Advocacy worker

Advocacy worker imageSecuring people’s rights, such as accessing services and ensure that people are involved in their own care and support planning.

What’s important is that you support individuals to express their views, wishes and choices regarding the services they receive.

Role overview

Support people with decisions around housing, disability living allowance, care planning, medical decisions, financial planning and hospital admissions. It can be a varied role and might include:

  • exploring options to help people make decisions about their own lives
  • assisting people to secure their rights to the help they need
  • enabling people to self advocate and represent themselves,
  • representing a person and  speaking up on their behalf
  • helping people access services

Skills and experience

The specific skills needed to work in this role include:

  • developing good working relationships and good communication skills with a range of people
  • research information and people’s rights
  • stand up and challenge decisions
  • good English skills to understand complex policies and procedures.

If you’re new to advocacy you might consider the Level 2 Award in Independent Advocacy. However you do not need this prior to starting work as an advocate – most people complete the qualification ‘on the job’ with the support of their employer once they are in post. 

Experience working in a similar role or with vulnerable adults can be useful. You can gain this experience through a work placement, from your personal life, through volunteering or as part of a traineeship or apprenticeship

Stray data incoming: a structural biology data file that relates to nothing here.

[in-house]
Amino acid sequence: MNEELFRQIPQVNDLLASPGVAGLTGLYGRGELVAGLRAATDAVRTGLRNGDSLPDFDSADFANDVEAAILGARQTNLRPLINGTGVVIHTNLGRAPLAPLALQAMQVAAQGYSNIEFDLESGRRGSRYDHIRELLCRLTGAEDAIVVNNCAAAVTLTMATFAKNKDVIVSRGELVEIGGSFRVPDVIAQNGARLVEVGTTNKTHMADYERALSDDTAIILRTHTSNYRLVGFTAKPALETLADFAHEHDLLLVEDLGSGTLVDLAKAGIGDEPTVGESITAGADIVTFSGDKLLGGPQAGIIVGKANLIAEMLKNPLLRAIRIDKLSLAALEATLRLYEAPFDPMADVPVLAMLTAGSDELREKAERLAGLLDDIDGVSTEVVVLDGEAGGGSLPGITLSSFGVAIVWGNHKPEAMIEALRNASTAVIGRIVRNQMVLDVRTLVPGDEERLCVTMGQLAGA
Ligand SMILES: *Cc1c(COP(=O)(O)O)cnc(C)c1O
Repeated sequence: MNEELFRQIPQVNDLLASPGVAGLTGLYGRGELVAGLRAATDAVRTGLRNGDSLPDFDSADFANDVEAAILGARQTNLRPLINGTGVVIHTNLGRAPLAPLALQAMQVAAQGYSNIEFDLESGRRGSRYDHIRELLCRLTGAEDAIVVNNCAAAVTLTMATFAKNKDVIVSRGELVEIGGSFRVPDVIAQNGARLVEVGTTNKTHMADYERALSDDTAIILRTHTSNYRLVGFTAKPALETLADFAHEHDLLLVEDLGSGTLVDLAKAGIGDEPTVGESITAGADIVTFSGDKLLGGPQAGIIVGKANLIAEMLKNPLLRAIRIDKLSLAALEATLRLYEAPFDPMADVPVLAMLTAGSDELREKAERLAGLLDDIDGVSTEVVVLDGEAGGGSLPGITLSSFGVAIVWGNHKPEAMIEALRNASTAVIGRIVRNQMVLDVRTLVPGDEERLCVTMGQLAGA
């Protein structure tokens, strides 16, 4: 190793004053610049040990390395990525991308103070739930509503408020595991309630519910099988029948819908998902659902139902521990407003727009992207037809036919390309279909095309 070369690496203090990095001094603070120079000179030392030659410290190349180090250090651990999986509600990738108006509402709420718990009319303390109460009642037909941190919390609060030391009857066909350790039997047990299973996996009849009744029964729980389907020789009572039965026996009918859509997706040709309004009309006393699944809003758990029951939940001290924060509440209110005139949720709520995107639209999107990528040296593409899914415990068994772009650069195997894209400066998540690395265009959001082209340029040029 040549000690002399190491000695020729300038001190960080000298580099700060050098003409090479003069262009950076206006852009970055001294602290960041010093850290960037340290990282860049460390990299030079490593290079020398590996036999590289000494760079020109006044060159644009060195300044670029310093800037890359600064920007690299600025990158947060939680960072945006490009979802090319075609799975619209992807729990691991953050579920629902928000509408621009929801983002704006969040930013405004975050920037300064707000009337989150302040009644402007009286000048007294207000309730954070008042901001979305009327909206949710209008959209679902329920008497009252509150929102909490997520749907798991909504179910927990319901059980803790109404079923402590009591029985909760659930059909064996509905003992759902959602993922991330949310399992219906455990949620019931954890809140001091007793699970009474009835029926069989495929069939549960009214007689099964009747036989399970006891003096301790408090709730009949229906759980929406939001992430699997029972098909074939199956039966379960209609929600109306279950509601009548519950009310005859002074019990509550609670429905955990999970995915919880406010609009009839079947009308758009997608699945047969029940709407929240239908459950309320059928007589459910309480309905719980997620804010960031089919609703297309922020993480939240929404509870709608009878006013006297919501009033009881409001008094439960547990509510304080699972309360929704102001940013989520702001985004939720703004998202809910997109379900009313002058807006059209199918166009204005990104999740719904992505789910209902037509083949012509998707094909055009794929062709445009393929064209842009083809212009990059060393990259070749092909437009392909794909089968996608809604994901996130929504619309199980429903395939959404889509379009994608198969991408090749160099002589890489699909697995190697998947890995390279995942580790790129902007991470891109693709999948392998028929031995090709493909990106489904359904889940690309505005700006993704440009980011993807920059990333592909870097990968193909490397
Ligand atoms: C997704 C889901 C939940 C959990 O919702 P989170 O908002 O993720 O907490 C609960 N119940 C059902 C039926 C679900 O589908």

Statutory independent advocate - is this section needed?

You might work as a statutory independent advocate for your local authority. Since 2002 local authorities MUST arrange access to advocacy for:

  • children who are receiving services under the Children Act 1989
  • people who lack capacity to make decisions about serious medical treatment or long term change of accommodation and have no-one appropriate to represent them (this is called Independent Mental Capacity Advocacy IMCA)
  • people who are affected by Deprivation of Liberty Safeguards (this is called Independent Mental Capacity Advocacy IMCA DOLS)
  • people who are subject to the Mental Health Act 1983 (this is called Independent Mental Health Advocacy IMHA)
  • people thinking about using the NHS complaints procedure
  • people undergoing the care and support planning processes within the Care Act 2014 (this is called Independent Advocacy under the Care Act).

 

 

Opportunities

While in post you could do a vocational qualification such as a Diploma in Health and Social Care or continuing professional development qualification such as an award or certificate in activity provision.

Your employer may pay for you to complete these qualifications (via Workforce Development Fund), or you could apply for an Advanced Learner Loan to pay for them yourself.

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